Not too long ago a video emerged out of Afghanistan showing the country’s new rulers – the Taliban – parading a number of “suicide bombers” at an undisclosed location.
In the video, which was aired on Afghan National Television, masked men were seen carrying the Taliban flag and were referred to as “martyrdom-seekers squadron”.
The parade showcased everything from suicide vests, explosives, guns, rockets, mines, car bombs and yellow barrels. In the video, the Taliban claimed the weapons were to be used “against invaders and their puppets in defense of independence and dear country”.
They then went on to explain how the yellow barrels, car bombs, and suicide vests were used to “attack and destroy the enemy”.
#AFG Disturbing display on State Radio Television of Taliban’s Arsenal of suicide vests, car bombs and road side bombs. Lethal weapons for Taliban but they did murder thousands of Afghan civilians including women and children across Afghanistan over the last 20 years. pic.twitter.com/nt5azZLtU6
— BILAL SARWARY (@bsarwary) September 2, 2021
This video summarizes how the subcontinent is sitting on a powder keg ever since the US military completed its withdrawal from Afghanistan on August 30, 2020.
As the democratically elected government fell overnight, with President Ashraf Ghani fleeing the country, it marked the start of uncertain times, not only for the people of Afghanistan but also for its neighbors, particularly India and Pakistan.
Parading of a “suicide squad” by the rulers of a country in the 21st century may seem dystopian, but now deputy governor of the Badakhshan province, Mullah Nisar Ahmad Ahmadi, gave official stamp on the development by telling Khaama Press that the suicide battalion has been deployed in his region, which borders Tajikistan and China.
Ahmadi said that the battalion is named Lashkar-e-Mansoori (‘Mansoor army’) and it is the same as the one that would conduct suicide attacks targeting the security forces of the previous Afghan government.
Taliban spokesperson Inamullah Samangani #threats the world by saying that if the international community do not recognize #Taliban regime, it will have adverse consequences.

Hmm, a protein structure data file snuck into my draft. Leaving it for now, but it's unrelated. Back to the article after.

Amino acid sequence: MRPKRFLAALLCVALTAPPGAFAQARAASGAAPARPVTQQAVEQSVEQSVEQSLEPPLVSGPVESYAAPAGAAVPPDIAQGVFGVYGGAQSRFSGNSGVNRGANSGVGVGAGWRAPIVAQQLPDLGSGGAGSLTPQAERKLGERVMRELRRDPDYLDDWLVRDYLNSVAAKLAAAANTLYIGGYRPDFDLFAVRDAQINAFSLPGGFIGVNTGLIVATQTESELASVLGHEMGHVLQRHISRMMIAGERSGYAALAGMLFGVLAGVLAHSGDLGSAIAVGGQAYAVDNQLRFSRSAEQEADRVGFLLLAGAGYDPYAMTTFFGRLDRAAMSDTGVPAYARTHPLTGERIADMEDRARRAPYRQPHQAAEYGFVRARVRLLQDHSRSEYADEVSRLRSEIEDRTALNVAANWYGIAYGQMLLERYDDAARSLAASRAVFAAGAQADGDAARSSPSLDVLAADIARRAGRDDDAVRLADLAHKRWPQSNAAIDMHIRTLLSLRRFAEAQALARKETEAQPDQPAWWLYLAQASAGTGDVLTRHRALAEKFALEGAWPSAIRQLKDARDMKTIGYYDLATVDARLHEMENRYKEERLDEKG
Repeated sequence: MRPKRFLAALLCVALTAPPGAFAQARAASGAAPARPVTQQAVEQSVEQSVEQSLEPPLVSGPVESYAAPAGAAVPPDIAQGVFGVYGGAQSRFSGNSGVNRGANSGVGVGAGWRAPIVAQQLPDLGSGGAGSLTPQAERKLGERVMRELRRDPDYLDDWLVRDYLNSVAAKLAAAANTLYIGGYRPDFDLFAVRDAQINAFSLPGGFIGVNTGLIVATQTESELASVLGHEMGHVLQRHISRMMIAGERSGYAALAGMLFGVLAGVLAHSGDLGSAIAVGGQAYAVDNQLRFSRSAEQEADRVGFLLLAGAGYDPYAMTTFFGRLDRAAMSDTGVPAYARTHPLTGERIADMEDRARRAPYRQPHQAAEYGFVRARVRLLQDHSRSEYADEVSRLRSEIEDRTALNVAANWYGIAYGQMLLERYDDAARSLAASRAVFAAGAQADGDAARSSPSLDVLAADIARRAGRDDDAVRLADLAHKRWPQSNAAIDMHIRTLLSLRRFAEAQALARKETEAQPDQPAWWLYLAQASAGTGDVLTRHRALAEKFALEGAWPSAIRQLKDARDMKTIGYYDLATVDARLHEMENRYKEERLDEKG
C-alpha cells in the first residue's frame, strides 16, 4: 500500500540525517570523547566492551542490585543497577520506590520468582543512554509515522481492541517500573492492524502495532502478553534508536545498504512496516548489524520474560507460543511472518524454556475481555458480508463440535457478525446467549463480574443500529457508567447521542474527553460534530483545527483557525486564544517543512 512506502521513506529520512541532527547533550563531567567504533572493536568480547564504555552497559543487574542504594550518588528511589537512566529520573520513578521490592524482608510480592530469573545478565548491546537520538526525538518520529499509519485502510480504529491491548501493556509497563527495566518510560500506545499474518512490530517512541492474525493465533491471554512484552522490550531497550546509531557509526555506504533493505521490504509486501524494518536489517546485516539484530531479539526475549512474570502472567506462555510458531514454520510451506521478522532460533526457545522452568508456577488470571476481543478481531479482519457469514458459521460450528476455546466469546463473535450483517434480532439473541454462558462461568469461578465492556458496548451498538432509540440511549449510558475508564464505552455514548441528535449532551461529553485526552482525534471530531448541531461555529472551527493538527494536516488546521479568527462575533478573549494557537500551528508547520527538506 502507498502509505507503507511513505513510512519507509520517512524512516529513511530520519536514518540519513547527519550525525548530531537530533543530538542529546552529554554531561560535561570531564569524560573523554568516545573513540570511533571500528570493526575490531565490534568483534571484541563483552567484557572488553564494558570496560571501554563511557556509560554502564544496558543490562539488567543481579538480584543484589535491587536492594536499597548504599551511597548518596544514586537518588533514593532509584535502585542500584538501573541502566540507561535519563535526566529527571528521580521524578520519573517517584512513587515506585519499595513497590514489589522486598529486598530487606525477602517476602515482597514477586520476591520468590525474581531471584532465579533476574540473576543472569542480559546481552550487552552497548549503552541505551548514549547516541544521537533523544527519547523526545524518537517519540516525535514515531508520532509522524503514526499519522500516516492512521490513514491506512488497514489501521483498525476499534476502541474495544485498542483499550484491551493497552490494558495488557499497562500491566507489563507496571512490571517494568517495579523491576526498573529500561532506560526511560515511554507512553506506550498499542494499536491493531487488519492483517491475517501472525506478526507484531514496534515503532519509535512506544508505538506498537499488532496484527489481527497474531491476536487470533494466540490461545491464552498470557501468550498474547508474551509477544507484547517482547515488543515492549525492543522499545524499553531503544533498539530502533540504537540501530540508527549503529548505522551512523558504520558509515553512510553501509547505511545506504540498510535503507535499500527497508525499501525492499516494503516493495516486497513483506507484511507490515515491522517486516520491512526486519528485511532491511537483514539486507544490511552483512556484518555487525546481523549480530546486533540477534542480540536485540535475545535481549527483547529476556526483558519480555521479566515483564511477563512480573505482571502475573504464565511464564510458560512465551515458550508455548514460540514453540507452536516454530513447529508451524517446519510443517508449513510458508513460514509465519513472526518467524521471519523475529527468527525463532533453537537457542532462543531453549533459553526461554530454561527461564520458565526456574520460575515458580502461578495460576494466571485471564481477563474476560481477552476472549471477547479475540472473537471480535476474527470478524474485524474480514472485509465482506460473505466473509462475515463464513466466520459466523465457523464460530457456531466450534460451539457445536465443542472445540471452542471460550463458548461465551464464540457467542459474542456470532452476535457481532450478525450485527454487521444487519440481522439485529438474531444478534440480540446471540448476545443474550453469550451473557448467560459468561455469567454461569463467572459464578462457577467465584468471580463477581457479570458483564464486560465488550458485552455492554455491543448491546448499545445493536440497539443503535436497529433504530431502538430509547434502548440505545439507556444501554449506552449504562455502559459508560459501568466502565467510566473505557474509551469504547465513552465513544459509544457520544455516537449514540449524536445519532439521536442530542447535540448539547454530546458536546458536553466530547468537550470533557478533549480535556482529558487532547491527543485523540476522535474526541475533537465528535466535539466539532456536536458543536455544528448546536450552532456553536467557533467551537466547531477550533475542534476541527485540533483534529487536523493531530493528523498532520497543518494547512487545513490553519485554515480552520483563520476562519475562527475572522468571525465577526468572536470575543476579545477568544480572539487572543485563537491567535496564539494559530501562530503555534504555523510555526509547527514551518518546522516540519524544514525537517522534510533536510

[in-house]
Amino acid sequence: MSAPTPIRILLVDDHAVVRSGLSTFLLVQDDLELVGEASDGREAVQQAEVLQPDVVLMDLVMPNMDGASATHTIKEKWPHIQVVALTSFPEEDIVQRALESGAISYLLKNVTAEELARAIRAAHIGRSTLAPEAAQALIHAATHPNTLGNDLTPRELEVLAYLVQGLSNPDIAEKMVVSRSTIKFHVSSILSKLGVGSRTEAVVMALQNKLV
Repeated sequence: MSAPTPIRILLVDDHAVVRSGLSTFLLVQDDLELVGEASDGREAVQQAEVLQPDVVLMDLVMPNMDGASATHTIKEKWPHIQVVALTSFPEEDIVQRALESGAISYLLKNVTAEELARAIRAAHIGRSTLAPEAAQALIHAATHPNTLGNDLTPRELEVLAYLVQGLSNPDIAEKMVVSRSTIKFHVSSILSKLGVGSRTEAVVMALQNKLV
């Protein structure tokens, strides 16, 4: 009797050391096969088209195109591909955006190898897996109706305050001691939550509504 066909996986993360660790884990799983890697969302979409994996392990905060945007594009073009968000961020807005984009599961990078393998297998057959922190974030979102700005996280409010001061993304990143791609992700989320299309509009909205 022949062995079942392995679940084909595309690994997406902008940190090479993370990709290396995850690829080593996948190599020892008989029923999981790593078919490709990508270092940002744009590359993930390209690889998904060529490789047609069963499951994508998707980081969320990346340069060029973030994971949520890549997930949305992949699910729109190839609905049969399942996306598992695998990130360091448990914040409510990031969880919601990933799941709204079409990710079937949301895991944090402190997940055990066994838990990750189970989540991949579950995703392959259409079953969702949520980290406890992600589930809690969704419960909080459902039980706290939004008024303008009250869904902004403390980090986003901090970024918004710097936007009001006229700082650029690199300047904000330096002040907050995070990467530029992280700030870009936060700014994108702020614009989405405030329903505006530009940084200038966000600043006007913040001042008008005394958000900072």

He also added, "recognition is not Taliban need, it is international community’s need."#Afghanistan pic.twitter.com/vZaUH61g2Q
— Natiq Malikzada | ناطق ملکزاده (@natiqmalikzada) January 2, 2022
“The defeat of the US would not be possible without this battalion. These brave men would wear explosive waistcoats and would detonate the US bases in Afghanistan. These are people with no fear who devote themselves for the consent of Allah,” Ahmadi was quoted as saying by Khaama Press.
The publication added that there is another battalion called Badri 313, which is one of the most equipped and modern military groups deployed at the Kabul International Airport.
India-Backed Democracy In Tatters
All this highlights how India’s efforts to build a diplomatic relationship with Afghanistan over the decades since a democratically elected government took over in the war-torn country are all but wasted.
India’s ambition to maintain friendly ties with Afghanistan was seen when India sponsored a new parliament building in the country’s capital Kabul at a cost of Rs 710 crore. On December 25, 2015, during a state visit of Prime Minister Narendra Modi, the new Parliament building was inaugurated along with Afghan President Ashraf Ghani.
Moreover, India also sponsored the Salma Dam, officially the Afghan-India friendship dam, at a cost of Rs 1,457 crore on the Hari River in Chishti Sharif district of Herat province in western Afghanistan.
The hydroelectric plant was opened on June 4, 2016, by Prime Minister Narendra Modi along with then-Afghan President Ashraf Ghani. However, with the Taliban back in power now, India will have to start afresh.
The Taliban’s main source of income has always been from the sale of drugs. According to a 2020 report of the UN Office on Drugs and Crime (UNODC), land allocated for poppy cultivation in Afghanistan has increased by 37% since 2019 to 61,000 hectares. According to it, 75%-80% of the world’s heroin supply originates from Afghanistan.
Taliban’s Links To Narco-Terrorism
With the Taliban assuming power, the country is believed to be branching towards the production of synthetic drugs, posing enormous security challenges for India.
Economic Times quoted a member of India’s Narco Coordination Centre (NCORD) as saying, “Afghanistan is becoming a major source of methamphetamine. This may be because of a range of factors including political instability and conflict.
Indian agencies estimate that smuggling of narcotics from Afghanistan to western countries via India is likely to increase due to the region’s instability and armed conflict.”
The smuggling rings associated with the drug trades are a serious concern for the security apparatus in India. A probe by the National Investigation Agency into the seizure of 532kg of heroin and 52kg of other narcotics substances in June 2019 at Attari in Amritsar revealed the involvement of an international drug racket based in Pakistan and Afghanistan.
The proceeds from these narco trades are allegedly used to fund Hizbul Mujahideen terrorists in Kashmir.
To stop both terrorists and drug smugglers from infiltrating the borders, India is working to set up a hi-tech surveillance system along the 2000-km of sensitive stretch along Pakistan and Bangladesh borders.
With the use of advanced technology, the Comprehensive Integrated Border Management System (CIBMS) will be able to stop intruders if they try to enter India’s territory.
The BSF has progressed on hi-tech solutions at two pilot projects on the western border and one on the eastern border. The CIBMS is designed to guard stretches where physical surveillance is not possible in inhospitable terrain or riverine borders.